I’m headed home on July 11, but not before Mario and I celebrate our first wedding anniversary this weekend! Can you believe it’s already been a year?
Since we moved to Madrid, I’ve come to realize that mi barrio, my neighborhood, isn’t one of Madrid’s coolest or most coveted places to live. I don’t live in Malasaña, where hipsters ride bicycles and drink cañas in old men bars; nor do I reside in La Latina, with its bares de tapas along Cava Baja street; I don’t call Chamberí or Chueca my home; Salamanca is out of the question. My neighborhood isn’t even included on this map made for you to choose the best one to live in.
Where do I live, then? Arganzuela. (Metro: Arganzuela Planetario or Legazpi.)
What I love about mi barrio:
The green spaces. We live right next to two great spots for being active. Mario and I are runners, so the fact that just 100 meters from our front door lies Parque Tierno Galván is a huge plus. This park is home to the planetarium as well as the IMAX. The planetarium offers free activities throughout the summer, indoors as well as outdoors.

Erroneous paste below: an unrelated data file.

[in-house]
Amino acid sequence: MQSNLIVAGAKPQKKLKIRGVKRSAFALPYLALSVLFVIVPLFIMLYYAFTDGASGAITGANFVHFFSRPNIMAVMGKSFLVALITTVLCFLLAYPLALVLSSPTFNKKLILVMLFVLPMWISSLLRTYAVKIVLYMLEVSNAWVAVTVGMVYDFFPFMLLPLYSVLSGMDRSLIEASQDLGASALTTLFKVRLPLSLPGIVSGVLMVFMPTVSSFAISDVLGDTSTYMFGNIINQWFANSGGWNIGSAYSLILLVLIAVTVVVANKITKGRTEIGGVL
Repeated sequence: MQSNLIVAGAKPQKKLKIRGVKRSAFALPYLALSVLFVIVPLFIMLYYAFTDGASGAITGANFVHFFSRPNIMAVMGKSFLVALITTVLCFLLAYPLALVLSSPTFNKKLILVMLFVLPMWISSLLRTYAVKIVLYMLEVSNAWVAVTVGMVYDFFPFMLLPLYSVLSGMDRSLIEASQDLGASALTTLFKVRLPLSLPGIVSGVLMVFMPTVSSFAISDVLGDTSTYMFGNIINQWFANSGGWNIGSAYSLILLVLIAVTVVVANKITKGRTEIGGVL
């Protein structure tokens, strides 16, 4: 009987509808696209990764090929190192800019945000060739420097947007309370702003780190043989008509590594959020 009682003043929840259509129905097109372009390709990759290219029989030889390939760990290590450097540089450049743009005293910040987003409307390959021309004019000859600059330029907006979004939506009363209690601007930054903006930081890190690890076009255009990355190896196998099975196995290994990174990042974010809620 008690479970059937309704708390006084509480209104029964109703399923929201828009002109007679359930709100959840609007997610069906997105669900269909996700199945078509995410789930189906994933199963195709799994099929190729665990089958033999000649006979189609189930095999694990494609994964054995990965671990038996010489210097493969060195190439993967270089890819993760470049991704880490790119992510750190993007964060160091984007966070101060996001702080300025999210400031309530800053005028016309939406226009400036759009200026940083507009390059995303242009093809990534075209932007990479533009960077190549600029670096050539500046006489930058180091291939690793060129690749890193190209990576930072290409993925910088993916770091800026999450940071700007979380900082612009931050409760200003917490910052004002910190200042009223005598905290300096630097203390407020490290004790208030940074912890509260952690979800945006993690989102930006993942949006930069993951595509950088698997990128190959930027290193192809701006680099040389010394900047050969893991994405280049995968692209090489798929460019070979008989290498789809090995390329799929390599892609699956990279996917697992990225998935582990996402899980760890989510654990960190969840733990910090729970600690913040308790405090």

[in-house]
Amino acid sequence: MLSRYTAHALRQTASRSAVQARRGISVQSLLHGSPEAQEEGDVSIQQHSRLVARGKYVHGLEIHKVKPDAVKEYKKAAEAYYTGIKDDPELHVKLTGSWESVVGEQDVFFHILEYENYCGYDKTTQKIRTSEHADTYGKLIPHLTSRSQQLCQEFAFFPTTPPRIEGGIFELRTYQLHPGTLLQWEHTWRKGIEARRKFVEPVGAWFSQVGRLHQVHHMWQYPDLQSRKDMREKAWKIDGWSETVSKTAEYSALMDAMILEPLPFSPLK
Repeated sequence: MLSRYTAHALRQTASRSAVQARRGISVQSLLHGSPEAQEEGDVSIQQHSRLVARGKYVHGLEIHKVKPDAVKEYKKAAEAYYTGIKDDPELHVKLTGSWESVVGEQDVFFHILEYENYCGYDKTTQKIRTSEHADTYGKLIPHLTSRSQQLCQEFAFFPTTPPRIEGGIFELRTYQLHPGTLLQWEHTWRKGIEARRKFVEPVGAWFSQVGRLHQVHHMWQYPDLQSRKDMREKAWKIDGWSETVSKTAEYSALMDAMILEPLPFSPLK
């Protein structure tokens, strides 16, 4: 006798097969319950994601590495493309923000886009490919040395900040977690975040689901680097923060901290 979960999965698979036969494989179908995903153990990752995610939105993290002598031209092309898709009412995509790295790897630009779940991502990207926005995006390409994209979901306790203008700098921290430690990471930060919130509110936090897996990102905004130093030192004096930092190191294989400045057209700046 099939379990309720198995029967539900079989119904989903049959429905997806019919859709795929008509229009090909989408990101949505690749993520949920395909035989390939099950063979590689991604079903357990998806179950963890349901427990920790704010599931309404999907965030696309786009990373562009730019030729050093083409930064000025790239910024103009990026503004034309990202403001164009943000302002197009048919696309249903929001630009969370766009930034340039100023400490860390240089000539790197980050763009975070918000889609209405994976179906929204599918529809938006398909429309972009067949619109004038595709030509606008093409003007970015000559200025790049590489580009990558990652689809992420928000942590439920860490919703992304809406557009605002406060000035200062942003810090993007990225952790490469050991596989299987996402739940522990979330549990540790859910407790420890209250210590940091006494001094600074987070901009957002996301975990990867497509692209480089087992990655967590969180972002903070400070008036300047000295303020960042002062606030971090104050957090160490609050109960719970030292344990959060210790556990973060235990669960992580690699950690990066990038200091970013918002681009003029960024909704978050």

We also love running alongside the Madrid Río, a project that began when a section of the M-30 road running parallel to the Manzanares river was moved into an underground tunnel. The park actually is in several districts of Madrid, including Moncloa, Carabanchel, and Usera. Here you’ll find runners, cyclists, skaters, and tons of families. There are places to stop and have a beer or eat some churros as well! You can also run under the picturesque Puente de Toledo.
The quiet. Perhaps I’m outing myself as a 26-year-old grandma, but I don’t care! I love sleep, and I love going to bed at 11:30 on a weekday and not hearing people partying, not hearing cars drive by, and not getting my sleep interrupted by anything other than the occasional sound of the trash collectors (who drive by every night around midnight). Sure, it’s not quite the same as living in Indiana where you hear the crickets chirp outside your window in summer, but it’s perfect for me.